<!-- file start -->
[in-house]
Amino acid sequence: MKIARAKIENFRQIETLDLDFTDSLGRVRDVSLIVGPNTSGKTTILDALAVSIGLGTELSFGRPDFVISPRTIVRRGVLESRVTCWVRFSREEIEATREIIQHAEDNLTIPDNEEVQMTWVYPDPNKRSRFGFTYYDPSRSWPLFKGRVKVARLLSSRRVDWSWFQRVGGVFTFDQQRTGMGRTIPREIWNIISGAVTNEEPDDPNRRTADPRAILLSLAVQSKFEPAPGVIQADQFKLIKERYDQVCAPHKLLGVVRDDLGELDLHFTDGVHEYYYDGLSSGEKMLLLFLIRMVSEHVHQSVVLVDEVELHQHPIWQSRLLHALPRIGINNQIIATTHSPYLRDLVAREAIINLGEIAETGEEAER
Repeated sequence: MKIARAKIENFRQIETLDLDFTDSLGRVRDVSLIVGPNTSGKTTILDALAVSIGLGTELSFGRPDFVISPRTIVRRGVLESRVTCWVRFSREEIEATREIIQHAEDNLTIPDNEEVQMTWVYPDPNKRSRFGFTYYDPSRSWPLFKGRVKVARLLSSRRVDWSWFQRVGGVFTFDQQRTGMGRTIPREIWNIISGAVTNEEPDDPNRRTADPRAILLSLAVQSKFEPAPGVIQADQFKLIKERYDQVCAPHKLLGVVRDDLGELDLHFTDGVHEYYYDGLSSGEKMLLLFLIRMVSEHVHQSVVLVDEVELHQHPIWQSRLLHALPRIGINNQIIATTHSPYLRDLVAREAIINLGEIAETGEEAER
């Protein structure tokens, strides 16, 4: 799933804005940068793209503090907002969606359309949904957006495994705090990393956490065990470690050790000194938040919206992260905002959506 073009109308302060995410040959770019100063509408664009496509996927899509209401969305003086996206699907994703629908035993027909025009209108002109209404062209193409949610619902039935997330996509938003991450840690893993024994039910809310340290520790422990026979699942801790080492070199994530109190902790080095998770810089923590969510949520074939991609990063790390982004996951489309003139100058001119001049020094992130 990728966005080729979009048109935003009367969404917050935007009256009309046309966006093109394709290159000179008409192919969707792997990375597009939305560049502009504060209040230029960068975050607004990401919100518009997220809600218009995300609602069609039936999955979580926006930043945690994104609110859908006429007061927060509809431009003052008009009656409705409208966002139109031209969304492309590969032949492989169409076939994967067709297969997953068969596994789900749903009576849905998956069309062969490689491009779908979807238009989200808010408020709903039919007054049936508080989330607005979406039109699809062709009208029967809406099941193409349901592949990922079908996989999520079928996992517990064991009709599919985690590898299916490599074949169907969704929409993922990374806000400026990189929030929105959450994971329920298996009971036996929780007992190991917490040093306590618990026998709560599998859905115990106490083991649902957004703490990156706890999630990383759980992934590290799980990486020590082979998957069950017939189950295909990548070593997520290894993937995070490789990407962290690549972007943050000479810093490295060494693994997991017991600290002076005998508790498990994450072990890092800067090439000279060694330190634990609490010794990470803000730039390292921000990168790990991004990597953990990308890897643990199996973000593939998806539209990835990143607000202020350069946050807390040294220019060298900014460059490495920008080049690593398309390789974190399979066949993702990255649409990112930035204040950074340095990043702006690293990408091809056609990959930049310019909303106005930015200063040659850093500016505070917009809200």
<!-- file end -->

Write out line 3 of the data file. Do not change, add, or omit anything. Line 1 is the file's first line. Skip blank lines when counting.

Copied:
Repeated sequence: MKIARAKIENFRQIETLDLDFTDSLGRVRDVSLIVGPNTSGKTTILDALAVSIGLGTELSFGRPDFVISPRTIVRRGVLESRVTCWVRFSREEIEATREIIQHAEDNLTIPDNEEVQMTWVYPDPNKRSRFGFTYYDPSRSWPLFKGRVKVARLLSSRRVDWSWFQRVGGVFTFDQQRTGMGRTIPREIWNIISGAVTNEEPDDPNRRTADPRAILLSLAVQSKFEPAPGVIQADQFKLIKERYDQVCAPHKLLGVVRDDLGELDLHFTDGVHEYYYDGLSSGEKMLLLFLIRMVSEHVHQSVVLVDEVELHQHPIWQSRLLHALPRIGINNQIIATTHSPYLRDLVAREAIINLGEIAETGEEAER